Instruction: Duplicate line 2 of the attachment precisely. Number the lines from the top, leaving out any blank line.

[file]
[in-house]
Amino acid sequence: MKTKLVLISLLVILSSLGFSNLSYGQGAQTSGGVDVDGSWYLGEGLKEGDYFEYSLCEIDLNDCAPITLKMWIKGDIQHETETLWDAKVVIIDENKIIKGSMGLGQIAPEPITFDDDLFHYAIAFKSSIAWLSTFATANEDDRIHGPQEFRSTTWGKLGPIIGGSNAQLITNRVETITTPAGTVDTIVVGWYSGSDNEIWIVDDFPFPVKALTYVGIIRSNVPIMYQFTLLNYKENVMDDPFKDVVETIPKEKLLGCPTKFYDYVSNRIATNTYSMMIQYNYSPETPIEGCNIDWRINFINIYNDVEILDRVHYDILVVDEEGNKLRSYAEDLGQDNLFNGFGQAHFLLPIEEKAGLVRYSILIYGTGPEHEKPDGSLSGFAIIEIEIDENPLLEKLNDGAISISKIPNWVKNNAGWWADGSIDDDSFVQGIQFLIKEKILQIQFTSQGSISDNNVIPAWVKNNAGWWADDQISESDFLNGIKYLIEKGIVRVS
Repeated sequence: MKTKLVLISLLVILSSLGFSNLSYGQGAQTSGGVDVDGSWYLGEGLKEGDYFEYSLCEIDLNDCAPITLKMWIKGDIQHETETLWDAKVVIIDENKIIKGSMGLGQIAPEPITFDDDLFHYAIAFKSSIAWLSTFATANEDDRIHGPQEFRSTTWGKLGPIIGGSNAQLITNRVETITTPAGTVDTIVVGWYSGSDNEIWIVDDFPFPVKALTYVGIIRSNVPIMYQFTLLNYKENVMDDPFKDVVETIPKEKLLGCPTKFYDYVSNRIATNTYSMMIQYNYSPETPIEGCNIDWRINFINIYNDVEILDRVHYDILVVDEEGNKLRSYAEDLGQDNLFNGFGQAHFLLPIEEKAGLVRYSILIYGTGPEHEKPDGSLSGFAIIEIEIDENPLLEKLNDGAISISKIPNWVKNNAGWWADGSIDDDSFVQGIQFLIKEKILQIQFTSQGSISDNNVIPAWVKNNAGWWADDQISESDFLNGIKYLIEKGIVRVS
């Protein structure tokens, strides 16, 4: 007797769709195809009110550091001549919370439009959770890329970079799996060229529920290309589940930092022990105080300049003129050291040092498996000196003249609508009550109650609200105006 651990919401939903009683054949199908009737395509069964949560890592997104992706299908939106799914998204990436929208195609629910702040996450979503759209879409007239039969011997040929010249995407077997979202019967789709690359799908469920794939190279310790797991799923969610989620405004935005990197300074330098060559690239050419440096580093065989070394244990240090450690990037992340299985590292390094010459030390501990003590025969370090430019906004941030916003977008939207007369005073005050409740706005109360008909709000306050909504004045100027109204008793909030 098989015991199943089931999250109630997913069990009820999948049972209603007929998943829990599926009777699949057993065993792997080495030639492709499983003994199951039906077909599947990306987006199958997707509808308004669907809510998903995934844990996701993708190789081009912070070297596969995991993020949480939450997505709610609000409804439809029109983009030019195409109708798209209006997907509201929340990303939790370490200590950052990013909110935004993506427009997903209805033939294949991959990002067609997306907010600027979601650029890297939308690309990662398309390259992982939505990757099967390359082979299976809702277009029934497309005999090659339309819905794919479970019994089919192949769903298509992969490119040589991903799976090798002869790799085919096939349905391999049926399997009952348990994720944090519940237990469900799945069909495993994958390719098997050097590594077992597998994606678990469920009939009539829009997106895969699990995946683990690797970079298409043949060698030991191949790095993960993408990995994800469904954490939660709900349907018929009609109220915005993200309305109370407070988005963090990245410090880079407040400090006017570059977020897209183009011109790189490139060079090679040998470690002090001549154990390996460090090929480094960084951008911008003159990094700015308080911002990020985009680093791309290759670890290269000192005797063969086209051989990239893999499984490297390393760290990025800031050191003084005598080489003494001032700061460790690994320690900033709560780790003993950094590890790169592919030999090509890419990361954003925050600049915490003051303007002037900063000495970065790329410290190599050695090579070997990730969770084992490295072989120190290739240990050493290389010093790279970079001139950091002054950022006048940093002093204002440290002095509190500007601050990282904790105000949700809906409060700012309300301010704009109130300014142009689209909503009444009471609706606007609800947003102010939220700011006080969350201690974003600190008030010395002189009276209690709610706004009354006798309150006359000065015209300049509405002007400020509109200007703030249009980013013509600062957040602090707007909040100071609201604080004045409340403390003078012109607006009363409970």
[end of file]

Amino acid sequence: MKTKLVLISLLVILSSLGFSNLSYGQGAQTSGGVDVDGSWYLGEGLKEGDYFEYSLCEIDLNDCAPITLKMWIKGDIQHETETLWDAKVVIIDENKIIKGSMGLGQIAPEPITFDDDLFHYAIAFKSSIAWLSTFATANEDDRIHGPQEFRSTTWGKLGPIIGGSNAQLITNRVETITTPAGTVDTIVVGWYSGSDNEIWIVDDFPFPVKALTYVGIIRSNVPIMYQFTLLNYKENVMDDPFKDVVETIPKEKLLGCPTKFYDYVSNRIATNTYSMMIQYNYSPETPIEGCNIDWRINFINIYNDVEILDRVHYDILVVDEEGNKLRSYAEDLGQDNLFNGFGQAHFLLPIEEKAGLVRYSILIYGTGPEHEKPDGSLSGFAIIEIEIDENPLLEKLNDGAISISKIPNWVKNNAGWWADGSIDDDSFVQGIQFLIKEKILQIQFTSQGSISDNNVIPAWVKNNAGWWADDQISESDFLNGIKYLIEKGIVRVS